Platinum Jubilee: A royal carriage

As the Queen celebrates 70 years on the throne, we look at the long connection between the monarch and Land Rover

By Richard Crouse Wheels.ca

Feb 6, 2022 4 min. read

Article was updated a year ago

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The four-wheel drive, off-road Land Rover was once advertised as the “go anywhere” option “for the farmer, the countryman and general industrial use.”

While that description doesn’t exactly conjure up visions of majesty, Queen Elizabeth II has a long connection to these vehicles. In fact, it has been a favorite of the Royal Family since her father, King George VI, was presented with the 100th Land Rover to come off the assembly line in 1948.

“I don't know how many people know that all the Windsors are car fanatics,” said Giles Chapman, author of “The Jaguar Century.” Jaguar Land Rover has owned the car manufacturer since 2008, and produces its family of vehicles, which includes the Range Rover line.

Seventy years ago, just before her coronation on Feb. 6, 1952, the Queen received her first Land Rover and has since amassed a fleet of more than 30 for use at ceremonial events and on her private estates. Her eldest granddaughter, Zara Tindall, is the brand’s official ambassador. Even Prince Phillip was a fan, and, after his death in April 2021, had his coffin transported in a Land Rover Defender TD5 130. The customized vehicle was painted in a dark, military bronze green.

“Prince Philip pimped out a Land Rover as his hearse for his funeral, which is odd, let’s be honest,” said Daily Telegraph columnist Stephen Armstrong. “The idea that you would choose to make your own hearse out of a Land Rover suggests you have a particularly intense relationship with that kind of vehicle.”

In part, that relationship stems from the practicality the Land Rover offers. “The Royal Family are sort of country folk,” said Armstrong. “They own, essentially, the United Kingdom. Almost every single piece of land is owned by the Queen, and she's got to get about it somehow. They don’t spend all their time with the crowns. They do spend a lot of time with their farm managers, so it's a very useful vehicle.”

“When the Land Rover was launched in 1948, there was literally nothing else like it,” said Chapman. “The fact that the royal household would acquire a couple for their several country estates in the U.K. is not a surprise. Land Rover first got a warrant from the royal household in 1951. That’s a little badge of honor to say that you supply the Royal Family, and it can be on a bottle of HP Sauce or a pair of wellington boots or a car.”


Today the Land Rover brand has gone upmarket, but it debuted as a utilitarian, four-wheel-drive off-road vehicle.

“A sort of hybrid between a pickup truck and tractor,” said Chapman. That design was not only practical, but also made sense for the Royal Family from a public relations standpoint in the years following the Second World War.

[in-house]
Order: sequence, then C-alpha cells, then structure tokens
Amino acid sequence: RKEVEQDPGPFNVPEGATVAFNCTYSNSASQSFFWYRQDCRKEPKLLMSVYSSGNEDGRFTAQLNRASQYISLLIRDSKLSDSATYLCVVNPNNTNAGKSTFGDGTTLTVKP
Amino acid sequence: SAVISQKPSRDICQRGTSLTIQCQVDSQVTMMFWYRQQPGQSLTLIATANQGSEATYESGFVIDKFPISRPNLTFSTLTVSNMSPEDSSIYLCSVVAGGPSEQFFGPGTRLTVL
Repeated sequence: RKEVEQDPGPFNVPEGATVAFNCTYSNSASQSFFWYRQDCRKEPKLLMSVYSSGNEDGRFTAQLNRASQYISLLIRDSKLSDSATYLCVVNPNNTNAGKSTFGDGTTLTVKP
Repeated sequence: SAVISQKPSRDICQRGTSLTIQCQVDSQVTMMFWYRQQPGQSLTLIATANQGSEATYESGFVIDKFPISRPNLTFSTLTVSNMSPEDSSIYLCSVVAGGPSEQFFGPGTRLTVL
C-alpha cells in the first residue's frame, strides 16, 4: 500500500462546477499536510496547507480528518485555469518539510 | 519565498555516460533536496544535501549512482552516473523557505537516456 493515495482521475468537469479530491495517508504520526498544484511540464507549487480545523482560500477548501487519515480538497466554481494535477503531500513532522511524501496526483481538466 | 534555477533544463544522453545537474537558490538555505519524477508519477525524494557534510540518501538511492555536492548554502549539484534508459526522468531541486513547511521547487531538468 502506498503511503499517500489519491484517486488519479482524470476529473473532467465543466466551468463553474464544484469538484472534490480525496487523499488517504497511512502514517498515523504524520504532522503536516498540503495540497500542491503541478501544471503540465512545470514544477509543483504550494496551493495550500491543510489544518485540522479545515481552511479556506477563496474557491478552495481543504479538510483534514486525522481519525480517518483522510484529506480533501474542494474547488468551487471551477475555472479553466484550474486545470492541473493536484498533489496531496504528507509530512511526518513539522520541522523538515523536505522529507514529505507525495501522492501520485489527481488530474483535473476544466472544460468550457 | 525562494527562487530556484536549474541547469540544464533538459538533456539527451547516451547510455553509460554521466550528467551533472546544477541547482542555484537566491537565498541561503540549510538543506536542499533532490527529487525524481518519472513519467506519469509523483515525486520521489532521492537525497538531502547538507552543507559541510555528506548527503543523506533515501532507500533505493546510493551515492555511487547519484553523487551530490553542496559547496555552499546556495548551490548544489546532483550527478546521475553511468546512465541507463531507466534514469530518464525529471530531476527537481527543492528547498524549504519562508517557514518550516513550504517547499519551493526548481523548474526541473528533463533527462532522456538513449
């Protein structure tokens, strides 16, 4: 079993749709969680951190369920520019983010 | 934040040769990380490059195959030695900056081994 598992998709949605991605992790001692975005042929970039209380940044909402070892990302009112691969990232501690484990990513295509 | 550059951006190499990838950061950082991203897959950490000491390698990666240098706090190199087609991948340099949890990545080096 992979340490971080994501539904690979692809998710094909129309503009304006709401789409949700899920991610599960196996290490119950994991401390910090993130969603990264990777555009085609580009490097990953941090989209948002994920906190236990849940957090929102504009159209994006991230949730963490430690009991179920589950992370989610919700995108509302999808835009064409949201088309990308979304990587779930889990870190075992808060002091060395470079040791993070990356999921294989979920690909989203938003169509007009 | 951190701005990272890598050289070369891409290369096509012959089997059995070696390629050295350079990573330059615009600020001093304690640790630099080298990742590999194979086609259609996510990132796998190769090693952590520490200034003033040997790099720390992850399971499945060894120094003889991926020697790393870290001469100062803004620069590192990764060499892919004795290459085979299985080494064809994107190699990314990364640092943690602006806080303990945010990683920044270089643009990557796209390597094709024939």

“Very, very left-wing movements in the country swept the Labour Party to power on a very radical democratic socialist agenda,” said Armstrong about the party’s landslide win in the 1945 general election. “The idea that you would have a royal family that rubbed their wealth into the British people's face in the 1950s and 1960s would not have gone down well.”

The modest vehicle also appealed to the aristocratic class’s long held way of thinking. “There used to be a slur that the aristocrats used to use to talk about someone who was lower class by saying, ‘Well, they bought all their own furniture.’ (It) is an indication of how (much they liked) hard wearing, long-lasting sorts of clothing and vehicles,” said Armstrong.

“If you look at the British labels associated with aristocracy, the shoes and clothing, they are all the kinds of things that just don't fall apart. Land Rover fits very much into that. It is starting to get a bit overly fancy as it appeals more and more to the West London set, but it was, essentially, part of the hard-wearing tradition of the aristocratic and Royal family approach to the land and approach to life.”

There may be another reason the Queen likes the vehicles. Despite being the only person in Britain who doesn’t need a driver’s licence, Queen Elizabeth did have a licence while she was still a princess. She also trained as a driver and mechanic during the Second World War with the women’s branch of the British Army, called the Auxiliary Territorial Service.

“She drove ambulances as part of the war effort,” said Chapman. “She was also able to open the bonnet of a vehicle, open her toolkit and do repairs. So, she’s a surprisingly practical person. I think if you or I were to drive a Land Rover from the 1950s or 1960s now, we’d find it heavy, uncomfortable and bouncy. The opposite of a sophisticated modern car. I think she’s grown up with vehicles like that. So, if there are any shortcomings in in the sort of ancientness of the Land Rover design, I don't think she minds at all.”

Chapman said that a sturdy Land Rover, “Seems to sum up Queen Elizabeth II. It’s very capable. It’s quite sophisticated, but it’s also got a sort of austerity about it.”




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